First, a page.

When Camden started therapy, he was three and a half; this July, he turned five! His favorite activities are bubbles, puzzles, throwing balls, racing cars, building blocks, and pretend play with his kitchen and food. He also loves swimming during the summer!
At the time of the initial referral, Camden was minimally verbal, requesting by pointing to items or pulling his mom’s hand to help him, and frequently got frustrated when others did not understand his requests. He was rigid in his play behaviors and had difficulty attending and participating in therapy tasks for longer than a few minutes. He did not imitate play, verbalizations, or body movements.
The speech therapist worked hard to increase his play skills and participation in activities with others and introduced sign language. She attempted to use songs with movement to increase imitation as well as motivating activities like bubbles to increase the use of signs. His mother worked hard with him weekly and participated in each session. His play skills improved over time, and after a few months, he was sitting and playing with the SLP and his mother for an entire session.
During treatment, Camden wasn’t progressing with signs and imitations of movements. Therefore a low-tech core board was introduced to see if Augmentative Alternative Communication or AAC was an option. With the same motivating activities, like bubbles, he started requesting “more” with the core board after a few modeling sessions. That was a huge milestone and exciting to see him request “more” after many weeks of trying to get him to request “more” with sign.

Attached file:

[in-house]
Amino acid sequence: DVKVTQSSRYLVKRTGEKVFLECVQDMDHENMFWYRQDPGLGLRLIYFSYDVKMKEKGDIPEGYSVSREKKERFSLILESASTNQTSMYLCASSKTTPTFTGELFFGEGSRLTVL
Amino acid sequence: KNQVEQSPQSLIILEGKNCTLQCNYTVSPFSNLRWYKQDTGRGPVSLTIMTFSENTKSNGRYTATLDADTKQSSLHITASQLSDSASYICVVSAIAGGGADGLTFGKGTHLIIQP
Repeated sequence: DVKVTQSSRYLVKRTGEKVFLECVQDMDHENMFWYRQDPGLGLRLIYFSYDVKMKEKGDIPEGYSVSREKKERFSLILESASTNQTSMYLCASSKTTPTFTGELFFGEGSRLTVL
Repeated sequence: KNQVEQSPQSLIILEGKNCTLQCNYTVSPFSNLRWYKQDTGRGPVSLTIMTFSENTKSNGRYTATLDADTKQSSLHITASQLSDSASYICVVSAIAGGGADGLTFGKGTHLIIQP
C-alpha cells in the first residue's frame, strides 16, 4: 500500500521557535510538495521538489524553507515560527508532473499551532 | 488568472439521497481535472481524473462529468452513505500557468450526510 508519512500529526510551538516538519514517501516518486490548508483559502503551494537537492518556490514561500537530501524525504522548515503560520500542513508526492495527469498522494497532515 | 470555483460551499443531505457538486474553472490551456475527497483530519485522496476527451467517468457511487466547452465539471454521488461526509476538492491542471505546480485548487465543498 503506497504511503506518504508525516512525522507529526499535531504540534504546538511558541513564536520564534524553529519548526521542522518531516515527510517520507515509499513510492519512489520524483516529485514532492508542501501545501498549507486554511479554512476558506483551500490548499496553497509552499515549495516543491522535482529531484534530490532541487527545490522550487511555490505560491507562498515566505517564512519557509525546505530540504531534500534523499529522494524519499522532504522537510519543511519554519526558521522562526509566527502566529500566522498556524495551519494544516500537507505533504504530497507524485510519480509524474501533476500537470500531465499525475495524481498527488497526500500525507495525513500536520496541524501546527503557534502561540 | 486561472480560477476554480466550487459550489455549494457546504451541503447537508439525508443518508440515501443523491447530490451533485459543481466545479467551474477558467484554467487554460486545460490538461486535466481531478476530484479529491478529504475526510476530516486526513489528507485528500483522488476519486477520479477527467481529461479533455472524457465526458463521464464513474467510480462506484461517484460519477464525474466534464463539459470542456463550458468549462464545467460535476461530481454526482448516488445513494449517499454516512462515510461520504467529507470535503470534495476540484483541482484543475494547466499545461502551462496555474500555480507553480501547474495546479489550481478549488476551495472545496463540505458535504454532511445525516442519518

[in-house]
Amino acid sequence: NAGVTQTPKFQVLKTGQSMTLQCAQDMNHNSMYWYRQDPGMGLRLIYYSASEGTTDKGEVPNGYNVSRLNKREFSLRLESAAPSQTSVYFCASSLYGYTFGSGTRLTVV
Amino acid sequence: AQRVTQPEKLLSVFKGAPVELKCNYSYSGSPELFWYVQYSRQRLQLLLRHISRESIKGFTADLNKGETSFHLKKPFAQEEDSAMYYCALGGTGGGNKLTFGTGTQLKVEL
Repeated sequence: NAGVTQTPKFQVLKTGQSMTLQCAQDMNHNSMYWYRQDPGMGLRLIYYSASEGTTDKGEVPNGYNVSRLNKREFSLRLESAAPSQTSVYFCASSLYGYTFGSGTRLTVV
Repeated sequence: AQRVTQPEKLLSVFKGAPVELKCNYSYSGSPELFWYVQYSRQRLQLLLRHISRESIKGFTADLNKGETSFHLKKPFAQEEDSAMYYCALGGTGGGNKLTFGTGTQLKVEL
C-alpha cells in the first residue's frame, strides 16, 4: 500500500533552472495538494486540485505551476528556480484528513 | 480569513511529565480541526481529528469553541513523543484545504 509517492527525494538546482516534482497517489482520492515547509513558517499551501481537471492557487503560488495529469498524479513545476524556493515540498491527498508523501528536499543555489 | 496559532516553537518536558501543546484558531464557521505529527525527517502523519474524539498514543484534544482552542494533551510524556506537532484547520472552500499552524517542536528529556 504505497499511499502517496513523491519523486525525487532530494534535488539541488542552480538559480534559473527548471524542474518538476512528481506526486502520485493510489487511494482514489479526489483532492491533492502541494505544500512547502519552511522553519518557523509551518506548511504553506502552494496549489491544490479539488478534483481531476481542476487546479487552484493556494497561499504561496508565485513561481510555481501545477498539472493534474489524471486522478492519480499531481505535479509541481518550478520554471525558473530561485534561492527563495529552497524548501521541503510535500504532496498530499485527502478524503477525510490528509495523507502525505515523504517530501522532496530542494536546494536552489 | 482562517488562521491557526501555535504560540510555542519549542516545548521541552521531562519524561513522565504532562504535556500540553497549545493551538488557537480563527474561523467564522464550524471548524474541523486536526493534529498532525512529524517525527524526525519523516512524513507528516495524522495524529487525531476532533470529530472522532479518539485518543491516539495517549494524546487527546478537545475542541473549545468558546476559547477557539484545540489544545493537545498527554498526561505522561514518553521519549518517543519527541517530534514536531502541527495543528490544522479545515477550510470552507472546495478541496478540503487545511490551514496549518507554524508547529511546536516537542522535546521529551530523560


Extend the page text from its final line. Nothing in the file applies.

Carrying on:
The SLP continued to add more core words weekly as they waited for his trial device to come in. On the core board, Camden could request help, open, more, and go, all done independently. When he got his trial device, he took a few weeks to explore the device and selected off-topic words for most of the sessions, but his mother and speech therapist continued to model his core words to help him understand the cause/effect of the device.
With continued modeling and consistent practice during sessions and throughout the week with his mother, he continued to make progress. After four months with his device, he can now make many requests using one-to-four-word phrases independently. For example, he communicates what he wants to eat, what he wants to play with, when he is done with an activity, says bye, and expresses when he needs to rest, with minimal assistance.
The device has also helped him understand more vocabulary like body parts, clothing, foods, and toys. His mother doesn’t have to guess his wants and needs anymore and can give her son directions to help around the house. With his mother’s participation in the home program and continued practice during sessions, his session frequency will reduce and move towards a maintenance frequency as he becomes more independent.
Don’t hesitate to reach out to us to set up an evaluation for your child. Our highly trained and experienced therapists specialize in several comprehensive therapy services, such as pediatric speech and language therapy, pediatric physical therapy, and pediatric occupational therapy. You are not alone, and we are here to help!